Lately his name has been in the news; you would recognize it, as a popular Christian leader. Once I pitched him on my novel project, and I don’t even want to recall my age then.
It was 1990-something. (Please, God, let it have been then, and not later than 2000.) I had learned this leader was speaking at a local church. I must have just finished a recent re-editing, and I felt more prepared than ever. Unlike all those Other Times that failed, This Was It. I had the most well-written, original, ground-breaking, God-blessed manuscript yet.
Did I include the entire manuscript in that manila folder? I doubt it; the folder couldn’t have held that much. Lord, I hope I didn’t needlessly slaughter that many of Your good trees.
I arrived early and made sure to sit behind this leader. Then I engaged in conversation. Gave a quick pitch. I tried not to imply what I had already begun to suspect: that my novel’s themes would be such a help the ministry’s cause.
And he listened — before not rudely, but briskly, tossing the package to a ministry aide.
Not only recently have I concluded what I should have known before. That was a long shot, and within hours of it I determined why it fall short. First, a Christian ministry is not in the fiction-publishing business. Second, I cannot imagine what kinds of quacks, weirdoes, gadflies, and slobbering faith-based fanboys (all those other people, you see) that Christian leaders encounter. You’re so cool, you helped my faith, would you let me help you because I know X issue that you’d teach about more effectively if you only listened to me, please, please?
Third, it’s not only the soaring experience of a speculative story, or the promotion of such stories, that evil human hearts can hijack and steer toward idolatry. One may neglect the destination to which great stories should fly, and focused only on the craft of writing.
Idol identified: ambitions to write the next Great Speculative Novel
Not long ago, a few other Speculative Faith writers and I began to wake up and realize something. I do not know who awakened first, to poke the other one. Nor did we have some deep brainstorming session, followed by note-taking and mission ratification. Instead this simply arrived: the fact that it’s very difficult to encourage mainly enjoying speculative stories “Christianly.” Rather, temptation presses us to recite mainly Writing Tips and Tricks: Here’s what publisher X is doing. Here’s what may be changing. Here’s a new agent who is open to these stories. Active voice, passive voice, point of view, proposals, queries.
All this may ultimately encourage one thing: Self. With all this, Self has greater opportunity to become, not the author of the next great American novel, but the author of the next great Chronicles of Zimb’warl’déem novels. So move over, Harry Potter, Percy Jackson, Katniss Everdeen, and whoever was in those awful atheistic books with the talking polar bear!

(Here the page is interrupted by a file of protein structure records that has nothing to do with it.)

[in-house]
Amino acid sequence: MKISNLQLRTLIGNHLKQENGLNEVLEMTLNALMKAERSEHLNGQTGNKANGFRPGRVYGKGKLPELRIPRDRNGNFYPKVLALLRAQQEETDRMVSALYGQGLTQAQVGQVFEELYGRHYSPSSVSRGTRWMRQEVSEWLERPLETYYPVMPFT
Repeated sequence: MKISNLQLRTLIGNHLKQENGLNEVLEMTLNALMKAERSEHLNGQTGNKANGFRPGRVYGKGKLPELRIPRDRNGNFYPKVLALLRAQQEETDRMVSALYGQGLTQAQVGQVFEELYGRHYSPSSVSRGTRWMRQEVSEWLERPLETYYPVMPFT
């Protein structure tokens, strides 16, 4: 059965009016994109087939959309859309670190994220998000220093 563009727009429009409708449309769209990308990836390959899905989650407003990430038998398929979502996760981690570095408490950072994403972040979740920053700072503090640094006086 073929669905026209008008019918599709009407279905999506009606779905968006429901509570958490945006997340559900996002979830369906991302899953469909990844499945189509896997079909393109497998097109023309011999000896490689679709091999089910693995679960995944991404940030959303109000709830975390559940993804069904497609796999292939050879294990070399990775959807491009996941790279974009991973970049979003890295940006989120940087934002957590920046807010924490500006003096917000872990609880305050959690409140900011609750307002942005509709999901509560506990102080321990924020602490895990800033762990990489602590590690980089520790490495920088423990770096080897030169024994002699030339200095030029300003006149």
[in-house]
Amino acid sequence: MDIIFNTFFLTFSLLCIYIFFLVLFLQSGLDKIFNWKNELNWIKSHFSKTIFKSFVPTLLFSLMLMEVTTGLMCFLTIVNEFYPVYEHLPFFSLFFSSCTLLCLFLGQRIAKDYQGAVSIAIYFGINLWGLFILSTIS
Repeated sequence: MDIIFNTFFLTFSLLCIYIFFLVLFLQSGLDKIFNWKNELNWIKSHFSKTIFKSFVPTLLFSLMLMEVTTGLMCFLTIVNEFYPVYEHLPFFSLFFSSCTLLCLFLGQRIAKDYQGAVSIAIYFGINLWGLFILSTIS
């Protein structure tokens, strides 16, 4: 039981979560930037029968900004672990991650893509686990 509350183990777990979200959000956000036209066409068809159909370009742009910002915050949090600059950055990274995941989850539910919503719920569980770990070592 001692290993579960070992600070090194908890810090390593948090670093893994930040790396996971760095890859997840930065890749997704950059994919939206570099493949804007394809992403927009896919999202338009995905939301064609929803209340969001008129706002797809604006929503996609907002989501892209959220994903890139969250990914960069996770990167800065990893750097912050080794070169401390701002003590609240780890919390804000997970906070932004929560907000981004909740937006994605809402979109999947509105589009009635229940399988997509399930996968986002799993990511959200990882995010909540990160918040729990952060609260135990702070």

Are your defenses on red alert? Mine too.
After all, earlier today I felt this impulse again, thanks to some news about one mainstream publisher that has chosen to — foolishly, perhaps! — remove all its publishing submission restraints for two weeks in October. (Talk about being confronted with crazed fanboys.)
Let me be blunt. Deep down, where others can’t see, this kind of impulse says this:
Other Christian speculative novels simply can’t go far because of (insert wise-sounding culturally savvy reason). I think I may have Cracked the Culture Code and could go where no Christian novelist has gone before. Now all I need is craft. More craft. Time to write and rewrite, deep point of view, make this subtler, make that clearer, sharpen dialogue, tighten action. …
It’s exhausting. And let me clear: I don’t believe this is evil. Authors need writing skills, discipline, craft, and professional, Christ-exalting teachers who impart their knowledge. The last thing we need is demonization of artistic skill. But the next-to-last thing we need is idolizing such skill — or idolizing ambition to write the next Zimb’warl’déem-ian novel.
Cure: Loving God’s Story and great stories more than their craft
At Speculative Faith, we stress Christlike reading first, craft-of-writing second. This is by design, likely because of what seems a glut of writing-and-industry-oriented material. Yet I realize it also may help combat what is otherwise a secret assumption: that we have been there, done that, mastered the reasons why we love Christian speculative stories, and now we only need to discuss how to write more of them and get them sold and become famous.
But I’m not convinced that’s in the past. I’m sure we still need to discuss why we love these stories, not because they’re a means of a pyramid scheme, but because we love them. And that love is based in the love of the true Epic Story, by the ultimate Speculative Novelist, whose truths and beauties are uniquely reflected in speculative stories.
That helps on days (or weeks, as has recently been true for me) when we can’t write. Or when we don’t want to read novels for what they can teach about Craft, but for delights.
For readers: what keeps you loving these stories, other than authorial ambitions?
For aspiring authors: if for the rest of your life you were unable to write, would you still love speculative stories for their unique delights?